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Green Power voluntary purchases: Price elasticity and policy analysis

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  • Mewton, Ross T.
  • Cacho, Oscar J.

Abstract

Green Power schemes offer electricity from renewable energy sources to customers for a higher price than ordinary electricity. This study examines the demand characteristics of Green Power in Australia and policies which could increase its sales. A sample of 250 pooled time series and cross sectional observations was used to estimate a statistically significant elasticity of demand for Green Power with respect to price of -0.96 with a 95% confidence interval of ±68%. The wide variation in market penetration between jurisdictions and between countries for Green Power, and the low awareness of Green Power found by surveys indicate that Green Power sales could be increased by appropriate marketing and government policies. The most cost effective means to increase sales was found to be advertising campaigns although only one Australian example was found, in the state of Victoria in 2005. It was also found that full tax deductibility of the Green Power premium to residential customers, exemption from the Goods and Services Tax and a tax rebate for Green Power are all probably less cost effective for promoting sales than direct government purchase of Green Power, in terms of cost per unit of increased sales.

Suggested Citation

  • Mewton, Ross T. & Cacho, Oscar J., 2011. "Green Power voluntary purchases: Price elasticity and policy analysis," Energy Policy, Elsevier, vol. 39(1), pages 377-385, January.
  • Handle: RePEc:eee:enepol:v:39:y:2011:i:1:p:377-385
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    References listed on IDEAS

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    Cited by:

    1. Raadal, Hanne Lerche & Dotzauer, Erik & Hanssen, Ole Jørgen & Kildal, Hans Petter, 2012. "The interaction between Electricity Disclosure and Tradable Green Certificates," Energy Policy, Elsevier, vol. 42(C), pages 419-428.
    2. Ma, Chunbo & Burton, Michael, 2016. "Warm glow from green power: Evidence from Australian electricity consumers," Journal of Environmental Economics and Management, Elsevier, vol. 78(C), pages 106-120.
    3. Cardella, Eric & Ewing, Brad & Williams, Ryan Blake, 2018. "Green is Good – The Impact of Information Nudges on the Adoption of Voluntary Green Power Plans," 2018 Annual Meeting, February 2-6, 2018, Jacksonville, Florida 266583, Southern Agricultural Economics Association.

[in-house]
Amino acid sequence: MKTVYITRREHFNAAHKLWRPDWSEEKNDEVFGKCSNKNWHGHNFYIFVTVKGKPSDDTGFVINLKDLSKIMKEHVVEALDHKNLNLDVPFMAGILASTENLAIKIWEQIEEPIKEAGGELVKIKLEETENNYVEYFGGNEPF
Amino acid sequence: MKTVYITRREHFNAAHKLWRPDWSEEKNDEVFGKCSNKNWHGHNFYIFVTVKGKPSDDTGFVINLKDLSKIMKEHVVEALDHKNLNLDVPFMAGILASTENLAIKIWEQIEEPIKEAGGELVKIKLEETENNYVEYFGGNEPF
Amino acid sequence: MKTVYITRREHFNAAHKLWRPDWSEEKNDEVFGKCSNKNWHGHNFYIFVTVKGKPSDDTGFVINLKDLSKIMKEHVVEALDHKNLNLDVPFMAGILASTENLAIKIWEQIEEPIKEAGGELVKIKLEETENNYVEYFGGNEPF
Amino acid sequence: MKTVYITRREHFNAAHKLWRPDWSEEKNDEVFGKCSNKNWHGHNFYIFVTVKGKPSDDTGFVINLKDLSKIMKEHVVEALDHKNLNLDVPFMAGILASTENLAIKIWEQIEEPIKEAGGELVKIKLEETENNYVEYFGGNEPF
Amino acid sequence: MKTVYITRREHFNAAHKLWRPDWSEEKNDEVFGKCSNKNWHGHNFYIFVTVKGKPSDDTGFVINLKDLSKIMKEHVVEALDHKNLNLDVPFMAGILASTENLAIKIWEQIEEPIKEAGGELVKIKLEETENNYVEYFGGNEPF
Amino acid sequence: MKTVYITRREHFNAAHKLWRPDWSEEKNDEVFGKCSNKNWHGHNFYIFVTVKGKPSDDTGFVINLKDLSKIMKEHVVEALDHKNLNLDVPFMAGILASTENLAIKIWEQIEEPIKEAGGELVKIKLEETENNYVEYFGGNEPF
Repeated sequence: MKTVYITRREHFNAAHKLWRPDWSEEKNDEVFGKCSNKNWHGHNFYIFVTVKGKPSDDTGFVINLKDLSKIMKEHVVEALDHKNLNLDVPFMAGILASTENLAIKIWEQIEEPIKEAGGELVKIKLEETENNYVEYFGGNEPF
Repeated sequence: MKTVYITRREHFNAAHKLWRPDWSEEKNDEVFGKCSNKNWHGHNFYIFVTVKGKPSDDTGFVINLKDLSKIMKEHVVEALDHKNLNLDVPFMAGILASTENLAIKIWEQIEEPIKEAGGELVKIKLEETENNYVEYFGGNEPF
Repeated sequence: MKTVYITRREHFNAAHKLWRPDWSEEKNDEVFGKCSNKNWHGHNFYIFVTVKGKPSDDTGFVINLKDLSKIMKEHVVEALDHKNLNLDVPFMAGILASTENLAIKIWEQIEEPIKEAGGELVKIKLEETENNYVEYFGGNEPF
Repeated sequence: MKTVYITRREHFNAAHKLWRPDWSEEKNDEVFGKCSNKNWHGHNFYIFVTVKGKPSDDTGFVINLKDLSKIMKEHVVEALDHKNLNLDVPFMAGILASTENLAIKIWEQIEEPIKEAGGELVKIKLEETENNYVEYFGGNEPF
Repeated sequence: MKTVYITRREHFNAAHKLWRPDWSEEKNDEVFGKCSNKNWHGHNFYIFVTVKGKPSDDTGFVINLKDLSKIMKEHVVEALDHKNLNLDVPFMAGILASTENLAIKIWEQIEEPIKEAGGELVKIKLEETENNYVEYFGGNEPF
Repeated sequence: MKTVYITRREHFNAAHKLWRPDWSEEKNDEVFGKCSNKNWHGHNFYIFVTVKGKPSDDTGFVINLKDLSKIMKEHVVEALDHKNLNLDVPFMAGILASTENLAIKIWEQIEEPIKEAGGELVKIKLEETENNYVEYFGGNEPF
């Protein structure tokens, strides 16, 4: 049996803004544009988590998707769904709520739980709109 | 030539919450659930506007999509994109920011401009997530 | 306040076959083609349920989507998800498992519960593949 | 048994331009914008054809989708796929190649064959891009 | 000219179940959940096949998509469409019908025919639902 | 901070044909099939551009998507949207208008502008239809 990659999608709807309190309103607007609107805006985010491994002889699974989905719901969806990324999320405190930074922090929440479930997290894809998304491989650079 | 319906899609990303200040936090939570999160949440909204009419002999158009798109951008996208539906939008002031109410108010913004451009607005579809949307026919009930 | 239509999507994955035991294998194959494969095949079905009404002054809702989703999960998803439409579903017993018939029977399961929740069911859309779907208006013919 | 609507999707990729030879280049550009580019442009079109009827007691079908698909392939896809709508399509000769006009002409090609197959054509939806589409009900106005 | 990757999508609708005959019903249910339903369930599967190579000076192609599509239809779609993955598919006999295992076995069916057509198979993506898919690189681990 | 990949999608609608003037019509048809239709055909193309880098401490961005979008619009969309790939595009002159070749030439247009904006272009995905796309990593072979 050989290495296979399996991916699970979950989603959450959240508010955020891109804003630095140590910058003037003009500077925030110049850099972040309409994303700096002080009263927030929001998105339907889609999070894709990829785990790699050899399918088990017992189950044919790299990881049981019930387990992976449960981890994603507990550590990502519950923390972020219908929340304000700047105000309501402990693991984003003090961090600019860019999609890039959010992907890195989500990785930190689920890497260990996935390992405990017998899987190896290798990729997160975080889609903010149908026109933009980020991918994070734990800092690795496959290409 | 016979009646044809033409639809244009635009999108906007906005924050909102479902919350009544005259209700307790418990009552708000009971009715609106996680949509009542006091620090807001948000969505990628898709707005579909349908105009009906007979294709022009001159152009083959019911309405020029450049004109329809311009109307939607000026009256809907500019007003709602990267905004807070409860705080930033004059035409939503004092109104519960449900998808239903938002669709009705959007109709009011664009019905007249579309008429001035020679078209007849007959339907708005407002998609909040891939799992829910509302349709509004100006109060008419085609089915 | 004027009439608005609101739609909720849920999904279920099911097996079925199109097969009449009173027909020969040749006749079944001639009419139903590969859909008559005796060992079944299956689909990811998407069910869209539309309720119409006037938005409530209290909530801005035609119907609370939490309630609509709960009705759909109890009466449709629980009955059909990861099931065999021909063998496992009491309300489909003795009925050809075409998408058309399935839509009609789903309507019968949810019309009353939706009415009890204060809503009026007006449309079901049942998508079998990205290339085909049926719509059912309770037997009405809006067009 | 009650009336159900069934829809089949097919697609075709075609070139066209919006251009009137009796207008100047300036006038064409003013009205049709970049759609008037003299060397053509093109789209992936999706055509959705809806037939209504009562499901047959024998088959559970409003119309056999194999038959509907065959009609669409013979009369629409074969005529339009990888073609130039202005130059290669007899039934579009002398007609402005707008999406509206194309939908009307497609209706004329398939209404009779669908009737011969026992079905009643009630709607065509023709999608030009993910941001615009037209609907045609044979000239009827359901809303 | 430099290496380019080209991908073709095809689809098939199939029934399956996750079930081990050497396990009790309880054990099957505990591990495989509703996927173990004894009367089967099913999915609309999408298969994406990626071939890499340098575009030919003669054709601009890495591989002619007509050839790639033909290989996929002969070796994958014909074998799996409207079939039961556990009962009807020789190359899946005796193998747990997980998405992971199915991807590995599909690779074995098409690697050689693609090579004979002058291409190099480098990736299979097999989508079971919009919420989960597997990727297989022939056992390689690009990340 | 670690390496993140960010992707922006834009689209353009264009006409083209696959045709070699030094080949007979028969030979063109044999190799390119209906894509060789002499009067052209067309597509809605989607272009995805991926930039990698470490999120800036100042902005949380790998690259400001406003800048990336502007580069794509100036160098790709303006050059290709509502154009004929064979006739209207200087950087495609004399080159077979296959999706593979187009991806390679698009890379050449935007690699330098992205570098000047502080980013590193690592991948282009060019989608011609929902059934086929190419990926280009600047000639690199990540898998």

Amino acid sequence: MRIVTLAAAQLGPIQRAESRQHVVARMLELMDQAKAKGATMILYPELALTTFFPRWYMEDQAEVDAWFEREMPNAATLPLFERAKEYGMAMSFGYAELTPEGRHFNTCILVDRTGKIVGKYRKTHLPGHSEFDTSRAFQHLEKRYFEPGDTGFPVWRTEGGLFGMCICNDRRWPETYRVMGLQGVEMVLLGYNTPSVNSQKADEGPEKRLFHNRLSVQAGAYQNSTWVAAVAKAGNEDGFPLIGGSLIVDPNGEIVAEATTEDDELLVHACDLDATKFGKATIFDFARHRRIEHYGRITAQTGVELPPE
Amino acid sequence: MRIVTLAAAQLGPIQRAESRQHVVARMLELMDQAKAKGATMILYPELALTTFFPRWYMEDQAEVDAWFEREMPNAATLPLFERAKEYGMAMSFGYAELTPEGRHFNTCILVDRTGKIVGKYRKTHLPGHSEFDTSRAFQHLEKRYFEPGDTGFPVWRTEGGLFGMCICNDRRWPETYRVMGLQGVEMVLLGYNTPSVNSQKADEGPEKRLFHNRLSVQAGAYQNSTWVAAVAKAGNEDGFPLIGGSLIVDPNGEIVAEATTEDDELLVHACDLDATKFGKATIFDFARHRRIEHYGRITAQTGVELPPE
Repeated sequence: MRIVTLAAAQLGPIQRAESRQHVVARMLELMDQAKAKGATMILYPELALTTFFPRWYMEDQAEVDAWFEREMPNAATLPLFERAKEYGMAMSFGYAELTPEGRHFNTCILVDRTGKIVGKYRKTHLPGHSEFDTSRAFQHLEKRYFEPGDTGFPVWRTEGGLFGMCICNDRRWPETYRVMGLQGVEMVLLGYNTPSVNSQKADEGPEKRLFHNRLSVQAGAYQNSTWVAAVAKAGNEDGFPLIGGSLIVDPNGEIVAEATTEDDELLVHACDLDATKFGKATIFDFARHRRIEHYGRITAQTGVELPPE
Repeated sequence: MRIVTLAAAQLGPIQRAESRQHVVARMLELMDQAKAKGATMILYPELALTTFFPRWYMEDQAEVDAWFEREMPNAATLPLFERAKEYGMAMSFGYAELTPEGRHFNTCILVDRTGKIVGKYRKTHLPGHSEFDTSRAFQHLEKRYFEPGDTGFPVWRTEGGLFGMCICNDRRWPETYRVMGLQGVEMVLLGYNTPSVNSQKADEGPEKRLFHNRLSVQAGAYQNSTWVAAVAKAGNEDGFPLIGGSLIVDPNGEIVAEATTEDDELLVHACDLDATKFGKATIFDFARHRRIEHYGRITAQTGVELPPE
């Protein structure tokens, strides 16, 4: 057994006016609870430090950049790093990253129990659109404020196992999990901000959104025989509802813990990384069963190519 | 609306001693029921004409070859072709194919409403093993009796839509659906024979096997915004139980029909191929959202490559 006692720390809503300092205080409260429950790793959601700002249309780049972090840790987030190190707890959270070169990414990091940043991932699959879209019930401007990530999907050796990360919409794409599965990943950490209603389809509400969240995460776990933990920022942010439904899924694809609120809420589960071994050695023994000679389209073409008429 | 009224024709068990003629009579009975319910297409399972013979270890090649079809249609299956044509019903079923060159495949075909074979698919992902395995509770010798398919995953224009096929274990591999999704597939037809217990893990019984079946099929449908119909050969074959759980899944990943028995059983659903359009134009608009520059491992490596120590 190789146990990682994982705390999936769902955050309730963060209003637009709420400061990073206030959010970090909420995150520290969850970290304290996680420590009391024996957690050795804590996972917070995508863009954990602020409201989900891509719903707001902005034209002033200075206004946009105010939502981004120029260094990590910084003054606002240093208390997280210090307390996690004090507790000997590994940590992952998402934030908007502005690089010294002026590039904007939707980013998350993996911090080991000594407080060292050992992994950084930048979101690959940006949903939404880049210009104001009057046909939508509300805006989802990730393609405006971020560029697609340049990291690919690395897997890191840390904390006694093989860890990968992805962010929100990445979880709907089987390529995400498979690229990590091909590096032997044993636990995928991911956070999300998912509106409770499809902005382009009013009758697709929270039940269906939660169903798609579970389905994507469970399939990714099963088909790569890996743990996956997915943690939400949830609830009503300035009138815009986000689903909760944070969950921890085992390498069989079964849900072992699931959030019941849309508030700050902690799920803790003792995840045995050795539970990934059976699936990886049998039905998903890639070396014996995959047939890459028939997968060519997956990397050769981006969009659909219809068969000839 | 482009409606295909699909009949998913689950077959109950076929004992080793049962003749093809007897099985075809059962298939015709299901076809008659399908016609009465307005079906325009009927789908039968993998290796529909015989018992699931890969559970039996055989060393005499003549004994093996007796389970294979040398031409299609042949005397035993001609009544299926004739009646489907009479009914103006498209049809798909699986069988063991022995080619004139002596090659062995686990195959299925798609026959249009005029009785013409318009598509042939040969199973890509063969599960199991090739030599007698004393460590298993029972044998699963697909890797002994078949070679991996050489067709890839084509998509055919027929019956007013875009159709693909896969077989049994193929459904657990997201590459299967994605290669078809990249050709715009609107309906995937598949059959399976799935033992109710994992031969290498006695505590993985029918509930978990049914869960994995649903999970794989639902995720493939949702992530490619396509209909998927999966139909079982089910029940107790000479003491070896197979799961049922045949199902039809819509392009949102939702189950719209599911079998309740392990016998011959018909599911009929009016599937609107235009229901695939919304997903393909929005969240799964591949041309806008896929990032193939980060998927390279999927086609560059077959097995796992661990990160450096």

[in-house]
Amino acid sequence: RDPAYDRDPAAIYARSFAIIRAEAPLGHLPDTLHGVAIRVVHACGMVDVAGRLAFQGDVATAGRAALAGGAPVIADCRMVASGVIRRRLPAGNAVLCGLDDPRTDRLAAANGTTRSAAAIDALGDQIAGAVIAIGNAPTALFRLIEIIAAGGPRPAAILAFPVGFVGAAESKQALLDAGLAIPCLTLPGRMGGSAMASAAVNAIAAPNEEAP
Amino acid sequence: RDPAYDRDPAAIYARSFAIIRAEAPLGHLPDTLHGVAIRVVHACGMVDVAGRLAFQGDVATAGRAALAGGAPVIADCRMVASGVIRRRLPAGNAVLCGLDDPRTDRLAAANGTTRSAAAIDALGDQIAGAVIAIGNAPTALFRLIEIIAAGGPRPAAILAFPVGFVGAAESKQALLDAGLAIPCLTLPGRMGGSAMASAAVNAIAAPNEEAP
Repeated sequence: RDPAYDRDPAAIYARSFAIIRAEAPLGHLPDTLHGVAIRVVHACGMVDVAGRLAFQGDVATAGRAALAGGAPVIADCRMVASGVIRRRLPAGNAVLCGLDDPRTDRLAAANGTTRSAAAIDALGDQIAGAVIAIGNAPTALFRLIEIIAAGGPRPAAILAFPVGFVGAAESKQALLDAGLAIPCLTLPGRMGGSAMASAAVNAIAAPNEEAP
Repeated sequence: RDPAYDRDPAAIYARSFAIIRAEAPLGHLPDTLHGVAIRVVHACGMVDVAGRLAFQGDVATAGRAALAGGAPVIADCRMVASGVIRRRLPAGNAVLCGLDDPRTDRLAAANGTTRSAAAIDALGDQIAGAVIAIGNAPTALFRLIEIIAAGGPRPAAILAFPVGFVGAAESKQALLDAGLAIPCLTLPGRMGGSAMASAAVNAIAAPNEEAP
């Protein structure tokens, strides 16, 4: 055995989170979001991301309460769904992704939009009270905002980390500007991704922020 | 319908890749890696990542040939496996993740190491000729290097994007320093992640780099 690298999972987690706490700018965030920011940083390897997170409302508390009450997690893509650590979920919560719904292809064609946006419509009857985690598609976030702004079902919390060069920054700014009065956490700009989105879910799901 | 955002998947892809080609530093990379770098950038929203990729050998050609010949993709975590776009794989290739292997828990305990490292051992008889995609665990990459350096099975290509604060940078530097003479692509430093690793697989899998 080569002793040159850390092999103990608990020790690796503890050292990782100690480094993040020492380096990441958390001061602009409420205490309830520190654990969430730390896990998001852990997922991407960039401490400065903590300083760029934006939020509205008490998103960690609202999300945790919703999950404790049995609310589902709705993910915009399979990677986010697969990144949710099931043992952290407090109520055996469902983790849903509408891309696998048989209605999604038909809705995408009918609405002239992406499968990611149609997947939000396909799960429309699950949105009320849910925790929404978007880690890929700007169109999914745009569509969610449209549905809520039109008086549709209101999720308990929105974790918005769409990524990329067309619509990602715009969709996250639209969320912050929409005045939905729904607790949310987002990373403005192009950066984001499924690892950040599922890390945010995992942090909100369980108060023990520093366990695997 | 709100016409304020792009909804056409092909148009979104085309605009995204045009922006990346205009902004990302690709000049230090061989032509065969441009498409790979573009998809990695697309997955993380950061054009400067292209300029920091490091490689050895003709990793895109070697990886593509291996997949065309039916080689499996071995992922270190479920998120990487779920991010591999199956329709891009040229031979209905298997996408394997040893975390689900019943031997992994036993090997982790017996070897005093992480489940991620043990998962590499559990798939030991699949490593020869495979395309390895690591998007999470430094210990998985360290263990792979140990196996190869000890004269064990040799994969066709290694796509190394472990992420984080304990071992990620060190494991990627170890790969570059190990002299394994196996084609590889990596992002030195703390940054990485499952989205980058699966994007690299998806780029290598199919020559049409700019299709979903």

4. Hast, A. & Syri, S. & Jokiniemi, J. & Huuskonen, M. & Cross, S., 2015. "Review of green electricity products in the United Kingdom, Germany and Finland," Renewable and Sustainable Energy Reviews, Elsevier, vol. 42(C), pages 1370-1384.
    5. repec:eee:jeeman:v:84:y:2017:i:c:p:209-222 is not listed on IDEAS
    6. Rahbauer, Sebastian & Menapace, Luisa & Menrad, Klaus & Decker, Thomas, 2016. "Adoption of green electricity by small- and medium-sized enterprises in Germany," Renewable and Sustainable Energy Reviews, Elsevier, vol. 59(C), pages 1185-1194.
    7. Conte, Marc N. & Jacobsen, Grant D., 2016. "Explaining Demand for Green Electricity Using Data from All U.S. Utilities," Energy Economics, Elsevier, vol. 60(C), pages 122-130.
    8. repec:eee:rensus:v:91:y:2018:i:c:p:180-192 is not listed on IDEAS
    9. repec:eee:eneeco:v:74:y:2018:i:c:p:490-502 is not listed on IDEAS
    10. Gillenwater, Michael, 2013. "Probabilistic decision model of wind power investment and influence of green power market," Energy Policy, Elsevier, vol. 63(C), pages 1111-1125.
    11. Chan, Kai-Ying & Oerlemans, Leon A.G. & Volschenk, Jako, 2015. "On the construct validity of measures of willingness to pay for green electricity: Evidence from a South African case," Applied Energy, Elsevier, vol. 160(C), pages 321-328.
    12. Ma, Chunbo & Burton, Michael P., 2013. "A Nested Logit Model of Green Electricity Consumption in Western Australia," Working Papers 148411, University of Western Australia, School of Agricultural and Resource Economics.
    13. repec:eee:renene:v:114:y:2017:i:pb:p:1062-1068 is not listed on IDEAS
    14. Golusin, Mirjana & Munitlak Ivanovic, Olja, 2011. "Kyoto Protocol implementation in Serbia as precognition of sustainable energetic and economic development," Energy Policy, Elsevier, vol. 39(5), pages 2800-2807, May.
    15. Kaenzig, Josef & Heinzle, Stefanie Lena & Wüstenhagen, Rolf, 2013. "Whatever the customer wants, the customer gets? Exploring the gap between consumer preferences and default electricity products in Germany," Energy Policy, Elsevier, vol. 53(C), pages 311-322.

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